Increased awareness among the population, provision and uptake of services and the direct involvement of DHMTs in eye health interventions has been the springboard for getting health practitioners into eye health particularly at district level.

The stride towards integrating eye health into primary health care has increased government support for eye health in the areas of funding allocations, training, deployment and absorption of nurses. Identified focal persons for eye health within DHMTs has further strengthened the integration process. They coordinate eye health activities within the DHMT and provide primary health care support to the various eye departments within the district hospitals.

Alpha Bangura

Sightsavers Sierra Leone

Sightsavers Uganda: Working towards Introducing Quality Standards for Eye Health in Uganda

The Uganda SiB Child Eye Health Project is part of the regional child eye health programme being implemented in three East African countries: Uganda, Kenya and Tanzania for the period January 2013 to December 2016. Sightsavers is the lead NGO in Uganda.

The project team has embarked on establishing the first clinical guidelines for eye health in Uganda. In May 2014, Sightsavers introduced the Quality Standards Assessment Tool (QSAT) that was piloted at Mulago National Referral Hospital, one of the key tertiary facilities implementing the SiB project. The assessment tool has key quality indicators including; service delivery, health workforce, infrastructure & technology, medical products & equipment, patients & providers’ safety and programme effectiveness. The tool brought out comprehensive findings on the status and quality of child eye health services in the facility.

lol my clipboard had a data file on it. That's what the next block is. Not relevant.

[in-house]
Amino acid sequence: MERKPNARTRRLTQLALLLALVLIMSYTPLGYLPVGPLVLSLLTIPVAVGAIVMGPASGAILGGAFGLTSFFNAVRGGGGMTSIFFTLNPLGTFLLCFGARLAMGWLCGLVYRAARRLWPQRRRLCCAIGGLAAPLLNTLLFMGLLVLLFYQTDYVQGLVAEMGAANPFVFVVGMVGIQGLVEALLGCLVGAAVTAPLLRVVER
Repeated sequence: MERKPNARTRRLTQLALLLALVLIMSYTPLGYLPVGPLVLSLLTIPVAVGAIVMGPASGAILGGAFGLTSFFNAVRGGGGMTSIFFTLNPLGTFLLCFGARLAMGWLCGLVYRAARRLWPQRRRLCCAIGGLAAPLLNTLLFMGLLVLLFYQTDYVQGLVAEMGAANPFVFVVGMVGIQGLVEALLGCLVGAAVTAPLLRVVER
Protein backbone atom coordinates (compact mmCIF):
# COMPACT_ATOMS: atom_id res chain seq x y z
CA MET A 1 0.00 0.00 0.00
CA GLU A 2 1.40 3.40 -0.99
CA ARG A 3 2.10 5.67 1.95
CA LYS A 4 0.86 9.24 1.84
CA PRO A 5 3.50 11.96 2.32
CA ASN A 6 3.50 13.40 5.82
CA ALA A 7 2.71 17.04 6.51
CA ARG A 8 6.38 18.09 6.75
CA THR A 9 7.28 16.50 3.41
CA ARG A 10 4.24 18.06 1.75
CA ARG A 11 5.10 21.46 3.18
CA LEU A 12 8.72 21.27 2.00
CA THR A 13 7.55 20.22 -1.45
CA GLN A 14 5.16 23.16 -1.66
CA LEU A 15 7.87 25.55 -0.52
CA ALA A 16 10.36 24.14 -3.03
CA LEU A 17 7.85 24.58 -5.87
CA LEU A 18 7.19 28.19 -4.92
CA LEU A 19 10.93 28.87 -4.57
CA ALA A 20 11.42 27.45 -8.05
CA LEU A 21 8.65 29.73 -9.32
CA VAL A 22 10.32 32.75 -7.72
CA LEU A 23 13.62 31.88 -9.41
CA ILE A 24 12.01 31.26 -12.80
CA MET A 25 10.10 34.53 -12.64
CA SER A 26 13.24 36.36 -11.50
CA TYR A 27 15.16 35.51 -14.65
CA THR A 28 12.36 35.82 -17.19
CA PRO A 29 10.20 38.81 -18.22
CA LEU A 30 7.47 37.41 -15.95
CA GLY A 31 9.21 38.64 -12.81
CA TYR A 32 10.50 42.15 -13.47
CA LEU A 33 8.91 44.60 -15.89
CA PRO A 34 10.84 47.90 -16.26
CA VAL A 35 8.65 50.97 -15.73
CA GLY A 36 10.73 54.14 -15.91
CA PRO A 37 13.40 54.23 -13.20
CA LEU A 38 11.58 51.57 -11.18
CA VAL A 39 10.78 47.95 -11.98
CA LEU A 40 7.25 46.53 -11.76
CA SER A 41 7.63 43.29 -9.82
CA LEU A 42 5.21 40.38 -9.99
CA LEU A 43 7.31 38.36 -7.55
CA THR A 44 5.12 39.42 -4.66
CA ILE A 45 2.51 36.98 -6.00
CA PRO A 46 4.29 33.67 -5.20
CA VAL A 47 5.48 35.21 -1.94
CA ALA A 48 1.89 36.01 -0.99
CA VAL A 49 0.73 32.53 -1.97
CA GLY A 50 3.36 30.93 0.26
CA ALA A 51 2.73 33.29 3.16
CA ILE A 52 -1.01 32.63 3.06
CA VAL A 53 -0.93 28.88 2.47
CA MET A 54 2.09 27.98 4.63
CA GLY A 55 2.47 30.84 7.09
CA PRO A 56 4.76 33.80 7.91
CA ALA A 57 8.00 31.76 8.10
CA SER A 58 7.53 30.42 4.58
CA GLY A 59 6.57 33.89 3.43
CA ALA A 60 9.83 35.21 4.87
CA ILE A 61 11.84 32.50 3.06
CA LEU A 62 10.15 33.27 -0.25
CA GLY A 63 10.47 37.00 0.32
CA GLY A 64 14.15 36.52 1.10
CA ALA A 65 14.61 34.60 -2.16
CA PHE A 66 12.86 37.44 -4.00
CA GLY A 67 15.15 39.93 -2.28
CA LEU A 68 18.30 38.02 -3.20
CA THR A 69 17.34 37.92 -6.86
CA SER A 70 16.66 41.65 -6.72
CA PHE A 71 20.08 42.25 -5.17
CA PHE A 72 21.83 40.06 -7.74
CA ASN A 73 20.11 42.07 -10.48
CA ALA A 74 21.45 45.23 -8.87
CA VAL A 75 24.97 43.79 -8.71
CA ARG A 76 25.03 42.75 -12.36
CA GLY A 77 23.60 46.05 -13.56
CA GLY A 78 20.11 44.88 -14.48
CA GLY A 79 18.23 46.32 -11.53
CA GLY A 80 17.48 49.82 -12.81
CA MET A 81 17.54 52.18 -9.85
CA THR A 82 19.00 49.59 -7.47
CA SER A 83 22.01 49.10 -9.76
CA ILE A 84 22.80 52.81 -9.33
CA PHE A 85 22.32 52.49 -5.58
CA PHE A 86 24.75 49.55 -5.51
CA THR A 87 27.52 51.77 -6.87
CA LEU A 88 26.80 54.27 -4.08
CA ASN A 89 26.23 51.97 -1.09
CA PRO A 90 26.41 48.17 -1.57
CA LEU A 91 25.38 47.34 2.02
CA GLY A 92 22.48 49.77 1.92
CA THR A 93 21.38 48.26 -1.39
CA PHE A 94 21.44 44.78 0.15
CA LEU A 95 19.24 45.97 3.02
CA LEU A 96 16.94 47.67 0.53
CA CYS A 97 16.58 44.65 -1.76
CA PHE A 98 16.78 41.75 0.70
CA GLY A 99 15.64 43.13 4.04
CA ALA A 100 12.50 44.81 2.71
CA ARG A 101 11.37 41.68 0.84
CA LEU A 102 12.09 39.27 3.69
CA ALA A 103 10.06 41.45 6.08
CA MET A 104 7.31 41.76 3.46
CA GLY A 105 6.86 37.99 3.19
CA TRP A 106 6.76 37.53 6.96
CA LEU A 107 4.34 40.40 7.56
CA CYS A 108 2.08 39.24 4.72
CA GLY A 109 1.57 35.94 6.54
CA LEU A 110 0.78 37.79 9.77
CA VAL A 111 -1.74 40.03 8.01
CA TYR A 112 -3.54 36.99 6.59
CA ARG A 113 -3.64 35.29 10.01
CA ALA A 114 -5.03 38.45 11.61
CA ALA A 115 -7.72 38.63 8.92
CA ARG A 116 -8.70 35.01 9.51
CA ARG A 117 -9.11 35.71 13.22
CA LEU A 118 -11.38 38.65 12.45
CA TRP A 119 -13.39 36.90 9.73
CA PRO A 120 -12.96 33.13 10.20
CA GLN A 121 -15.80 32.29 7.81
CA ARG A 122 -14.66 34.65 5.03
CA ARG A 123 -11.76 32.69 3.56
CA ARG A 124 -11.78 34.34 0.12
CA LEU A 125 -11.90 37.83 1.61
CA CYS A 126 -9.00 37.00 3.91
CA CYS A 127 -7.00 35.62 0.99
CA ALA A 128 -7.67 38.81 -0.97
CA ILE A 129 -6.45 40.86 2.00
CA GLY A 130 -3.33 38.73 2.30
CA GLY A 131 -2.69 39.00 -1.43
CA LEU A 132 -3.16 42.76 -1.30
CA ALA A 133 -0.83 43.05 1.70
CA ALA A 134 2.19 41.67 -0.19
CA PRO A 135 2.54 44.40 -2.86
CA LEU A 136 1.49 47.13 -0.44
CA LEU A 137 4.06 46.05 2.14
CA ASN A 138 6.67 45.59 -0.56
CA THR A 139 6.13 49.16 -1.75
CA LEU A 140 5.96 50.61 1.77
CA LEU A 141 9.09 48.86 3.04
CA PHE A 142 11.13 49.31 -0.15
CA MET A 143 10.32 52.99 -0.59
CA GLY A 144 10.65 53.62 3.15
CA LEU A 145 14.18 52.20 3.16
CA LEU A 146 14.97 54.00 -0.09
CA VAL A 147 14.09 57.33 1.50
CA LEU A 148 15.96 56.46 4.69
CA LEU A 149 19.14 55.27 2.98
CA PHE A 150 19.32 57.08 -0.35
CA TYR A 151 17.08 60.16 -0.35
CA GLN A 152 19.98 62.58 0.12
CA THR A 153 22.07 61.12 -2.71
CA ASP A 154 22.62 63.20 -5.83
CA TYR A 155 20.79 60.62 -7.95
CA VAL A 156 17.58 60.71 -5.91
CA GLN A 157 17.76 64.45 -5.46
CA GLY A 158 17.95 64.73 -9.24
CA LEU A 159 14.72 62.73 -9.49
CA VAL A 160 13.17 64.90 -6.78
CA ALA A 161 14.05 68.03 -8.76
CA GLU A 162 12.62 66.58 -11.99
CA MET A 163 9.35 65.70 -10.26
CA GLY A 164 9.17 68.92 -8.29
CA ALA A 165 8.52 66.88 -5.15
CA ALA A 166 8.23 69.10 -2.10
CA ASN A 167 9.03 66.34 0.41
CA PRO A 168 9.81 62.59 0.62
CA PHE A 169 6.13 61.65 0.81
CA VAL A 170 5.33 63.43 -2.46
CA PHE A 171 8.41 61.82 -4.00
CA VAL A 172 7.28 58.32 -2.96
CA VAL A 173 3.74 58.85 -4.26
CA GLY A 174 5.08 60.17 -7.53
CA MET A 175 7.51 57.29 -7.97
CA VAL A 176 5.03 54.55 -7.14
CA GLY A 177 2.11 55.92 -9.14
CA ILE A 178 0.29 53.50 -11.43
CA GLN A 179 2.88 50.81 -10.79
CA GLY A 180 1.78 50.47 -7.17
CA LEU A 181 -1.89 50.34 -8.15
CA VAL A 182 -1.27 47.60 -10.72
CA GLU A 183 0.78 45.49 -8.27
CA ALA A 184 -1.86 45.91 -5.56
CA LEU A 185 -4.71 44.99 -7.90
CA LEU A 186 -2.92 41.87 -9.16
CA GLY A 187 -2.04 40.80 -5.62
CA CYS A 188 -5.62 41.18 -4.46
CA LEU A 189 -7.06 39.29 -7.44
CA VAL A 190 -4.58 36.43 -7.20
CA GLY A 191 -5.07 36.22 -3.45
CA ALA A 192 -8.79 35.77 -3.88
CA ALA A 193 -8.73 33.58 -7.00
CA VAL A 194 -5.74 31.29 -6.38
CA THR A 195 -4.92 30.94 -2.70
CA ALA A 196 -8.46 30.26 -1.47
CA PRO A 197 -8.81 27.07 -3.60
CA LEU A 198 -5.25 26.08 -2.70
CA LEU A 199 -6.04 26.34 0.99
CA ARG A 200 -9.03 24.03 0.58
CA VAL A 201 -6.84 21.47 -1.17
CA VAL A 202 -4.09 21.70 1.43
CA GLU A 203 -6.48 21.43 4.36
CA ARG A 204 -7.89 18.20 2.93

Notably; some of the key strengths recorded included; a very commendable infection control practice with many posters displayed emphasizing disposal procedures, high staff motivation at all levels, competent team, a system in place albeit manual for patient records. The noted challenges were; lack of standardized documentation e.g. clinical guidelines, poor equipment maintenance mechanism, limited theatre space and poor systems for monitoring surgical outcomes.

These findings were later presented during the National Prevention of Blindness Committee (NPBC) quarterly meeting held at the Ministry of Health in the presence of various eye care partners and practitioners among other ophthalmologists, representatives of professional bodies, such as the College of Ophthalmology for East Southern and Central Africa (COESCA), Optometrist Association of Uganda, Uganda Ophthalmic Clinical Officers and cataract surgeons. This forum further provided a learning platform for the participants. Thereafter, a collective decision to nominate a team to generate quality standards/clinical guidelines for eye health was made.

By October 2014, a team lead by the National Eye Care Coordinator and Assistant Commissioner Quality Assurance at the Ministry of Health convened to generate quality standards for eye health to guide service delivery in Uganda. The draft document is currently under review by the various ophthalmologists and partners before being presented to the next NPBC meeting and thereafter presented to the National Technical group and Senior Management Team at the Ministry of Health. Once approved and endorsed, the SiB Child Eye Health project will see the establishment and dissemination of agreed clinical guidelines/quality standards for eye health in Uganda.

Moses Okipi

Sightsavers Uganda